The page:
Kathak by disciples of Gitanjali Lal led by Vibha Lal caught the flow of the river Ganga beautifully in the dance. It started with Ganga emerging from the locks of Shiva, her waters along with Akash, Vayu, Prithvi, Agni representing the five elements symbolised in Shiva. The five dancers while using the virtuosity of footwork and rhythm in Kathak, whether circling or moving up and down, or leaping and rolling, or moving backward and forwards, always kept alive the feel of a river in flow whether performing to 12 matras or another rhythmic count. The suggestion of birth and death and life in all its serenity and suffering finding expression in action around and in these waters came out very well in Gitanjali’s intelligent choreography. When it concluded with Om Jaya inity Gange Mata one felt that Devi Sureshwari Bhagavati Gange had truly been well represented in the dance.
Yet another sequence which flowed with the music without a hitch, given the advantage of being on familiar territory, was on river Kaveri presented in the Bharatanatyam idiom by Saroja Vaidyanathan’s students – all uniformly trained. Different Hindu gods and goddesses are worshipped in various cities the Kaveri flows through. In Tiruvaiyaru, the temple deity is Panchanadiswarar. The famous city of Tanjavur has its great Shiva temples. Srirangam is a great Vishnu kshetra, with the God in a reclining Anantashayana posture and the music so conveniently bringing in the Mohanam, “Yen pallikkondeer Aiya Sriranganatha?” Why this supine position? Has hard work of destroying enemies in the other manifestations made you too tired? The dance followed tones set by the music in Durga, followed by devotees carrying the Kaavadi, the music revelling in Kaavadichindu rhythm and tune - suitable for Murugan worship. The jatis spun in by Saroja Vaidyanathan, with the spirited dancing of the students were marked by laudable group coordination.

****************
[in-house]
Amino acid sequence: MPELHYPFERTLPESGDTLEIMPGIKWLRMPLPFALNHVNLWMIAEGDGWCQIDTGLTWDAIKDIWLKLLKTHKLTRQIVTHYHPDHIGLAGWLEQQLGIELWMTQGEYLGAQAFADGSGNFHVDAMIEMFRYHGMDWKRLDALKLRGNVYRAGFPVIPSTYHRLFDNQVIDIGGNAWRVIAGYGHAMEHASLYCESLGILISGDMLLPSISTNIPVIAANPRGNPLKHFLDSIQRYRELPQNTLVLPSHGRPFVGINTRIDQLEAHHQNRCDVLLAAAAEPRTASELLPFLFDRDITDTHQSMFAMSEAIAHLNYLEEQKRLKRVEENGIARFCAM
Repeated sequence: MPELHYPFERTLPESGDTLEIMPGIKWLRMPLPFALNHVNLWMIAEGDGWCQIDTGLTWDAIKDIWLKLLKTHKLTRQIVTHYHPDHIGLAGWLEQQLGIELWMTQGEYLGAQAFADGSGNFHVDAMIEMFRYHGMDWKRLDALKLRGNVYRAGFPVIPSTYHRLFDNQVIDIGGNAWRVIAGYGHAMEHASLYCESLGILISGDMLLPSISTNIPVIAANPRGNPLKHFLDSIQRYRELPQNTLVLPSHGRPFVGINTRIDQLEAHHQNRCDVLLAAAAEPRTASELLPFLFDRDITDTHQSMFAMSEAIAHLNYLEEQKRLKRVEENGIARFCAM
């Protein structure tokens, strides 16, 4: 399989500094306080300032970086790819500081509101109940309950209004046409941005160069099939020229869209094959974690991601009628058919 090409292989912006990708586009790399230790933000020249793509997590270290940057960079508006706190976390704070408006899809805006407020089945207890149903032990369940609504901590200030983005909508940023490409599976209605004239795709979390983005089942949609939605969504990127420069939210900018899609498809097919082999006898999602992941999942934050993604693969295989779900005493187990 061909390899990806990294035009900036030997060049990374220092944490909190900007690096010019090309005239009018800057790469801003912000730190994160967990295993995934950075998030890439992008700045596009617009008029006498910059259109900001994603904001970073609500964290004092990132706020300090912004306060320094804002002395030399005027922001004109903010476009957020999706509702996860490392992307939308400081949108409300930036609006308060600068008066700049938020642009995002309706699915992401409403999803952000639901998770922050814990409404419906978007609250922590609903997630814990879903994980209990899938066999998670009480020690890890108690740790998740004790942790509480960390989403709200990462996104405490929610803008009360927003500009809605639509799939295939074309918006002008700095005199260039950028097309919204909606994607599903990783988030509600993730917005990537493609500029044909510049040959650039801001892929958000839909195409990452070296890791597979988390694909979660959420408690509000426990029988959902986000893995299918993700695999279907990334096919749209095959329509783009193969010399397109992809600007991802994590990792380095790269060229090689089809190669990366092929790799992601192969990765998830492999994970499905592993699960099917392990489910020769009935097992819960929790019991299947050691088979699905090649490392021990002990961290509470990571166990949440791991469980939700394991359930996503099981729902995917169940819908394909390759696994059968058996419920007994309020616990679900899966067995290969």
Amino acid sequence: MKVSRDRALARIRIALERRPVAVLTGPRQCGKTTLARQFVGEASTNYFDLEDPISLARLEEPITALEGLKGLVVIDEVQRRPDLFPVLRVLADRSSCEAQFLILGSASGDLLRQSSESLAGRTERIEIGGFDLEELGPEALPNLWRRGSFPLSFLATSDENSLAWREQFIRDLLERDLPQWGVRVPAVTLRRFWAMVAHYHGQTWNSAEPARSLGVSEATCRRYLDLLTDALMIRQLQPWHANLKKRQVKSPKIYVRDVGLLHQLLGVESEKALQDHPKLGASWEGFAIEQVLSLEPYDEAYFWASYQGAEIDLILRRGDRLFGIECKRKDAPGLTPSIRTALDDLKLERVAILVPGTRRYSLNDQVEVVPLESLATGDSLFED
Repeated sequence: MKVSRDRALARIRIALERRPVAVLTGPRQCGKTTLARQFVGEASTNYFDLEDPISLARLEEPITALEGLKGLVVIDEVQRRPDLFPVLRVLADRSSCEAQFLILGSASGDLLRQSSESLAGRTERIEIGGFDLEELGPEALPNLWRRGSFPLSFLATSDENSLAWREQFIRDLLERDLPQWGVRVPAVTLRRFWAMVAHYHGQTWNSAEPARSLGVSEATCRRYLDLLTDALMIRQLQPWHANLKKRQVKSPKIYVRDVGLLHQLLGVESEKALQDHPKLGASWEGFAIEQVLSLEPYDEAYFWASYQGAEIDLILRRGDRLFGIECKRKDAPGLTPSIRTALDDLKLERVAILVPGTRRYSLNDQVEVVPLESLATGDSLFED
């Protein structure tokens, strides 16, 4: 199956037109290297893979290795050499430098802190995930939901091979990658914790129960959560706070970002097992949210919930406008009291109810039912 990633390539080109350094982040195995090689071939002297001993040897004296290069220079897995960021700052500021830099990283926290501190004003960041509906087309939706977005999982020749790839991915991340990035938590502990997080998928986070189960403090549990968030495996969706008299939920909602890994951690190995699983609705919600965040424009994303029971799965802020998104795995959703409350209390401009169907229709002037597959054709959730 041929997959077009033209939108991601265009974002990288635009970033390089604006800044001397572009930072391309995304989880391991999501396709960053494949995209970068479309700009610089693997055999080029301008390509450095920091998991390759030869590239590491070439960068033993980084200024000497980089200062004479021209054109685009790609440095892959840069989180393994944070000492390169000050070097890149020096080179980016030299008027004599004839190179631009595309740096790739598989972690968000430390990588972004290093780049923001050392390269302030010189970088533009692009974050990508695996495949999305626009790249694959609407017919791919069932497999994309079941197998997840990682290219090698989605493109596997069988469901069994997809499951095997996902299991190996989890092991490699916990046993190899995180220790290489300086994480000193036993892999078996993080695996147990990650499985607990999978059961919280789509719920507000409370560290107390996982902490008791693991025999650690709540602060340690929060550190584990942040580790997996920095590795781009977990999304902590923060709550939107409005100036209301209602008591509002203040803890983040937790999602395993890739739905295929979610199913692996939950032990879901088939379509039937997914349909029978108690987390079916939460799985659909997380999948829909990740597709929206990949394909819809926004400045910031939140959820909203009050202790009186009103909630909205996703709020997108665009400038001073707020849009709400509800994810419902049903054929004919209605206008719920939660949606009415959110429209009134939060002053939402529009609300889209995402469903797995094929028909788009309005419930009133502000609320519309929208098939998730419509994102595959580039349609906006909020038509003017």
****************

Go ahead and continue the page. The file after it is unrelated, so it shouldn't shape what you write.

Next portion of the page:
Less conveniently placed, though the music was very imaginative was the segment on the Brahmaputra (fathered by Brahma) the only male river, represented by, of all forms, Odissi. Guru Ranjana Gauhar perhaps impelled by the more manly tones of the river felt it imperative to include a male dancer who was rather ill matched with the rest of the female dancers. Parasurama, a Brahmin, committed maatruhatya (killed his own mother) and his blood stained axe stuck in the mountains, made the waters of the Brahmaputra flowing between the mountains, acquire a reddish tinge. This region is known for the Kamakhya Shakti peeth, one of the places where Sati’s body parts fell as agonised Shiva walked around with her body after her self-immolation in the sacrificial fire of Daksha’s Yagna. Brahmaputra, which has nourished plant and human life, also has a violent side which destroys. The ‘taritajham, tanumtajham’ mnemonics, the Yoni mudra for the shakti peeth, the Bihu tunes with movements having a similar feel, visuals of the animal and vegetable life etc. were all part of the choreography, which however could have done with more group coordination and dancers of even standard.